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Green Bay Rotaract offers service, networking

Katie Phernetton, Life Writer
February 13, 2013
Filed under Life

What do Gerald Ford, the founder of Hallmark Cards and a world champion boxer have in common? They were all members of Rotary International, something that students at UW-Green Bay will now be able to be part of.

The Richard Mauthe Center announced that students have come together to form a Greater Green Bay Rotaract, a subsidiary of Rotary International.

“Nobody else has a club like this,” said Emily Smith, senior business administration major and president of the Greater Green Bay Rotaract. “Our main focus is service work. It’s more about how we network with people to get the resources we need to help other people.”

Rotary International is a professional networking organization rooted in service recognized around the globe.

“I would say Rotary International is a two-headed beast,” said Ryan Dunk, senior political science and democracy and justice studies major. “One side is your service work and the other side is the professional development.”

This organization isn’t just limited to UWGB students, but anyone in the community between the ages of 18-30. All of the members come from different backgrounds and different areas of study.

With weekly meetings, the organization is able to bring in professionals from all different career backgrounds in the area that are members of Rotary International, providing networking opportunities for students getting ready to graduate.

“You’re working with them,” Dunk said, “and when they see that you care about something, when you display emotions and compassion, you set yourself apart from just another face in the crowd.”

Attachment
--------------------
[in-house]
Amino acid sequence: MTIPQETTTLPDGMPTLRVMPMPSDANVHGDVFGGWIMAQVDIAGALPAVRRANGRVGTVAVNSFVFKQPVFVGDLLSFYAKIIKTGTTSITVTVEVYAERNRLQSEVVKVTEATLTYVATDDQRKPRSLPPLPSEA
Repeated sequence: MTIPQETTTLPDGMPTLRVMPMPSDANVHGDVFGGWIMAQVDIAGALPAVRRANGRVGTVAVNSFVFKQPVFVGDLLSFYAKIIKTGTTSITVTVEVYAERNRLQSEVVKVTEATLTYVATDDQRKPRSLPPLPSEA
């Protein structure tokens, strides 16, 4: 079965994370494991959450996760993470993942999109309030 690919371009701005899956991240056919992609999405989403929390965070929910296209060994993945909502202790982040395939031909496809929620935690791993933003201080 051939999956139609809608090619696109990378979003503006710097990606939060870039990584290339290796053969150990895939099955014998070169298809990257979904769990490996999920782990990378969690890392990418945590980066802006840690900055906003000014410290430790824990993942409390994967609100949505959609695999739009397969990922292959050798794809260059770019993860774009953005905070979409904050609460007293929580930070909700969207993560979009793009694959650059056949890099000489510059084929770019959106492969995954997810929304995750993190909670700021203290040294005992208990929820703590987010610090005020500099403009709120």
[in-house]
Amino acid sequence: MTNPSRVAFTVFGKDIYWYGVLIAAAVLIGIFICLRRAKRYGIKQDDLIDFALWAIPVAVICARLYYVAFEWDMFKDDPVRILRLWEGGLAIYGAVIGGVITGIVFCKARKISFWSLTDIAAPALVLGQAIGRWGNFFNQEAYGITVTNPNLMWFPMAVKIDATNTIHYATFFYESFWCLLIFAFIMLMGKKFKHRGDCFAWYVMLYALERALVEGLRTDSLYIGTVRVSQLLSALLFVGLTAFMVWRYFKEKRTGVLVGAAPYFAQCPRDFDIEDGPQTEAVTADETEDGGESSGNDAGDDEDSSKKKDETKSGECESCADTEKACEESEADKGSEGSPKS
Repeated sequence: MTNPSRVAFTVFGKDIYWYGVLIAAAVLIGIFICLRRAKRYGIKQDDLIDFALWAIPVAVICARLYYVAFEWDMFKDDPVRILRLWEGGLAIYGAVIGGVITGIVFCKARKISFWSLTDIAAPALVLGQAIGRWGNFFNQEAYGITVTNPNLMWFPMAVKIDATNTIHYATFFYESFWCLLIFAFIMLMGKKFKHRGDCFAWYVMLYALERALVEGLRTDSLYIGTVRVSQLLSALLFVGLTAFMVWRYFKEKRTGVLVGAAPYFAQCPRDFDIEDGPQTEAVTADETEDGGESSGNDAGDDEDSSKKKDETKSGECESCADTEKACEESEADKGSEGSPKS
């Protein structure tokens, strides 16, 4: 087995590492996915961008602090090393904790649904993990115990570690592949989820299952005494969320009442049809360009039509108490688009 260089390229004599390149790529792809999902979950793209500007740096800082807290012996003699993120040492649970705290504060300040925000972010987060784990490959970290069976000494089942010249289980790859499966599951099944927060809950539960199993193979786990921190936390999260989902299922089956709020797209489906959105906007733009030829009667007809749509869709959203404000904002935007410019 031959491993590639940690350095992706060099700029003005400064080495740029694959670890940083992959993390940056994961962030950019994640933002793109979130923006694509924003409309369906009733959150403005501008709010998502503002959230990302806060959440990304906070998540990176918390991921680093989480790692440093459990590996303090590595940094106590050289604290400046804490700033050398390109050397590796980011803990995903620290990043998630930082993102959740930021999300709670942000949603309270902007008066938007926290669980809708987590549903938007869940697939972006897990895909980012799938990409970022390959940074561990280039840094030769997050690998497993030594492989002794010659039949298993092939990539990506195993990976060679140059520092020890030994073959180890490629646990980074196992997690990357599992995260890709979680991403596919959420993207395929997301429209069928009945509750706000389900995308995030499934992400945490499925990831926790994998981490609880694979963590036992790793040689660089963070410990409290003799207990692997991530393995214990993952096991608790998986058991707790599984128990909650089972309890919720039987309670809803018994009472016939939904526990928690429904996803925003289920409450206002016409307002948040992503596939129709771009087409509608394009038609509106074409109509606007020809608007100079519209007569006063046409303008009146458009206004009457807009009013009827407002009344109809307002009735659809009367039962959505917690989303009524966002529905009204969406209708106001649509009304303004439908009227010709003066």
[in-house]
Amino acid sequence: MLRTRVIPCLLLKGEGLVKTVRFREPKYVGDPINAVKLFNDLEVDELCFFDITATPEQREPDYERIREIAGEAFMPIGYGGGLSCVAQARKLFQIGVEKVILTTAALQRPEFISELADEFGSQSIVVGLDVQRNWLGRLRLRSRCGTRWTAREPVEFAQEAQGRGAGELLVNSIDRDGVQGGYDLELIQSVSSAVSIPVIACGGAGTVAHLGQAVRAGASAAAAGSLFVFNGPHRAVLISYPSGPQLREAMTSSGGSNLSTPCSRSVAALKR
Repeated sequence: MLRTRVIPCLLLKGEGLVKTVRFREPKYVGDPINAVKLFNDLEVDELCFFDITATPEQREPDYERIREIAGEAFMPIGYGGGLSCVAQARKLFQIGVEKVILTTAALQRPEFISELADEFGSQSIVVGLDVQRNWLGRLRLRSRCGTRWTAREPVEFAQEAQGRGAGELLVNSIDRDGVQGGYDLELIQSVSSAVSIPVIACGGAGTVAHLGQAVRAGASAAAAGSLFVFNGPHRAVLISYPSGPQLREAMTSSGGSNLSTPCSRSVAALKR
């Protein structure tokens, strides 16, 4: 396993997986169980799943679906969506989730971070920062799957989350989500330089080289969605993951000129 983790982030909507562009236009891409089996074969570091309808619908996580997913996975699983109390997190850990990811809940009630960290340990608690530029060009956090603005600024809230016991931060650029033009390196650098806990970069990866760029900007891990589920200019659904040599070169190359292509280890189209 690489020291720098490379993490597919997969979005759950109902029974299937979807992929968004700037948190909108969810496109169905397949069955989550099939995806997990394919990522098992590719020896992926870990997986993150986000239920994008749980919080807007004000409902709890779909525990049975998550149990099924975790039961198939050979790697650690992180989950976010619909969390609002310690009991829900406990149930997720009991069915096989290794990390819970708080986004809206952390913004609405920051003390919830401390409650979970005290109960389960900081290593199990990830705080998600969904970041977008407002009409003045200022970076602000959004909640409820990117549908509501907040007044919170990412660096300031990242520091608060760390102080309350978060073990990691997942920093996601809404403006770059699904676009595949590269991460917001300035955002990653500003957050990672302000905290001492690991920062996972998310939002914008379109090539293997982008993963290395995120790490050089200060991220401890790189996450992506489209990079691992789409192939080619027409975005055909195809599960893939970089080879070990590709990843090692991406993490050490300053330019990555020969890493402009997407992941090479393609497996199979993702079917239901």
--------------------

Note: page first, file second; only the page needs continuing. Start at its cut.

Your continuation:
Just a few weeks into the spring semester, the Greater Green Bay Rotaract already has some service projects in the works. They plan on helping in a nursing home, homeless shelter and St. Vincent de Paul in Northeast Wisconsin.

Although still in it’s infancy, the organization is already setting some high hopes. Smith said that they are planning on participating in a “Blitz Build” with Habitat For Humanity. She also hopes to send some members overseas in the future.

One thing that could concern organizations about having such huge projects like this is financially being able to support them. But for the Greater Green Bay Rotaract, Dunk said that it has the opportunity to have money they raise for major projects matched by the Rotary district and the national district – another chance to network with a wide variety of professionals.

“This organization will take you really far,” Dunk said. He went on to say that this organization teaches professional skills while making a difference and can leave you with a much greater chance of being successful.

“There are no requirements to join, just a want to make a difference,” said Smith. “Everything you do is for the benefit of others.”

Meetings are held weekly and service projects throughout the month. For more information contact Ryan Dunk at